Sustainability is high on the agenda of public debate, but the variety of interpretations of what this term actually means is bemusing. They range from idiosyncratic definitions to “greenwashing”, or giving a veneer of sustainability to buildings, products and services that are definitely not environmentally sound.
Certification systems like LEED, BREEAM and DGNB are aimed at bringing more transparency to the business of rating sustainability. They claim to cover and assess all the aspects of sustainability that are relevant to buildings. But precisely this is what some architects are sceptical about: Once these schemes are introduced, will all those other qualities of a building be neglected – the ones that can’t be expressed in figures? Or do such labels simply broaden the way people look at architecture? In future issues of DETAIL Green, we will be looking more closely at these issues. Certainly, the certification criteria do leave scope for a wide variety of architectural solutions, as the projects featured here show. Among them is Germany’s most sustainable office building, rated according to the DGNB system, and the first building fulfilling the requirements for Swiss Minergie-P-Eco certification.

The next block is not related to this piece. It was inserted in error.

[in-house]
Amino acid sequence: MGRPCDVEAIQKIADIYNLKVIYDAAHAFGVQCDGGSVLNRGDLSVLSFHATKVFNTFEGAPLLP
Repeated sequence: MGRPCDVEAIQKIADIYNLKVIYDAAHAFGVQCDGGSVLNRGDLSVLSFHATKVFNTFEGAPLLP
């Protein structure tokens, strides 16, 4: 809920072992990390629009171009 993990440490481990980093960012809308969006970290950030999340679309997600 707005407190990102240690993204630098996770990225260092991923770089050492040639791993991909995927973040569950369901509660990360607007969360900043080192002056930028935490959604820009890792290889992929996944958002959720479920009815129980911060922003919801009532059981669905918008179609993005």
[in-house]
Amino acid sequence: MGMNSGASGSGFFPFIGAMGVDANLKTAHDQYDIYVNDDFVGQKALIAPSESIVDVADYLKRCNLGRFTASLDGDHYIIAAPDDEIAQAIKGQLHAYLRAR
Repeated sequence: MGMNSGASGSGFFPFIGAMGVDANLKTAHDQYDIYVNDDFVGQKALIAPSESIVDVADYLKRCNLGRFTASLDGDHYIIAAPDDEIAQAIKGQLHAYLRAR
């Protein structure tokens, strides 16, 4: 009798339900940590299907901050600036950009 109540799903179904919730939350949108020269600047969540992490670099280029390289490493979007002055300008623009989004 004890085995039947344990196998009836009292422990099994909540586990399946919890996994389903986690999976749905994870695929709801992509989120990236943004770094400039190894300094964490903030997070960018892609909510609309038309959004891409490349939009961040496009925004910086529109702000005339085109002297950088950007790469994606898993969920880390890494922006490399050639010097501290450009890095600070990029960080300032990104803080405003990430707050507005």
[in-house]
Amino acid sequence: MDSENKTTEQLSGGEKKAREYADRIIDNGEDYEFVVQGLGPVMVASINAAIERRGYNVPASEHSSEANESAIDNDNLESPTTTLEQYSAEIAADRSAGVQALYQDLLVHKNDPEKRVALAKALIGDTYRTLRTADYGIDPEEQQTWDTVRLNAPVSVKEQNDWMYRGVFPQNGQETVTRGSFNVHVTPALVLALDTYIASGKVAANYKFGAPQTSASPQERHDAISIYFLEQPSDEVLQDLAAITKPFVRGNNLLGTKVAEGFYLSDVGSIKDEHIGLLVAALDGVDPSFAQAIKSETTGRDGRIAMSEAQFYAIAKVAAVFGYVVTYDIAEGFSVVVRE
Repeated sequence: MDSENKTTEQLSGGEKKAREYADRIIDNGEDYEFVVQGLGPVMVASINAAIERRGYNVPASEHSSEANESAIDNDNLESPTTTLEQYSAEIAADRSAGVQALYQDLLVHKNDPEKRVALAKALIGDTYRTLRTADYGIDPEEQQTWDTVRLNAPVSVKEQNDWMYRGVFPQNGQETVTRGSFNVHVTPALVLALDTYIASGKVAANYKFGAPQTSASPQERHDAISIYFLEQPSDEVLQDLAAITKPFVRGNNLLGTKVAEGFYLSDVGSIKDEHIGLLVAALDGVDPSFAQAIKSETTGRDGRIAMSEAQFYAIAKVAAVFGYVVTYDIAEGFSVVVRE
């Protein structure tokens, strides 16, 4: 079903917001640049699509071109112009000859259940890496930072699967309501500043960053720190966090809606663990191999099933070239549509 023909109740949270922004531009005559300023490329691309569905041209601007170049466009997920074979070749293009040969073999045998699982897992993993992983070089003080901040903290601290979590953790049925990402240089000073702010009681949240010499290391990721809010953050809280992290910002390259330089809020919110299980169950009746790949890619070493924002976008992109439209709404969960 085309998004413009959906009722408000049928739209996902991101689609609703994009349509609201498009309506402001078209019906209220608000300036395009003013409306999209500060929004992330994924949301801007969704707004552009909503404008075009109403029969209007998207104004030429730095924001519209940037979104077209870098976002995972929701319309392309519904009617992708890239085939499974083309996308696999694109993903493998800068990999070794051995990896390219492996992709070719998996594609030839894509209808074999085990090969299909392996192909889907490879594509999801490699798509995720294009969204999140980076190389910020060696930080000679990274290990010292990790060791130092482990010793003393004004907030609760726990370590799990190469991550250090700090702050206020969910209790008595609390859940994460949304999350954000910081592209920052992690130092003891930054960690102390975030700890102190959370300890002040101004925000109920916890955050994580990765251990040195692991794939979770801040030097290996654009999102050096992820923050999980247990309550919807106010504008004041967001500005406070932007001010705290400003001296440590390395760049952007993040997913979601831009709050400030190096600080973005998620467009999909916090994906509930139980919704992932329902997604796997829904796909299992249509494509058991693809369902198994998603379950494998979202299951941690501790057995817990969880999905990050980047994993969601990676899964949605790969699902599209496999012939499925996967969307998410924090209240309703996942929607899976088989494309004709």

Other questions explored this month by contributors to DETAIL Green include: How sustainable are constructions made of timber or timber-based products? What impact is climate change having on building design? And: How do you go about planning a zero-carbon city in the desert of Abu Dhabi? Masdar City, an urban development supplied exclusively with renewable energy, inspired the cover design for this issue. It shows the shading over the city’s central plaza, in a complex to be built in the coming years to designs by LAVA Architects. Masdar City, too, has had accusations of “greenwashing” levelled at it. Too expensive and exclusive to qualify as sustainable, say the critics. The supporters respond by pointing out that, as a test lab for sustainable technology, the city will spur on advances from which we will all later benefit. Find out more about the different types of technology behind this venture and how they are integrated into the energy concept for the city in the “Background” section.
As well as DETAIL Green the magazine, we also offer our readers regular up-to-date information on sustainable architecture on our website. Just go to www.detail.de/english and click on the “GREEN” tab.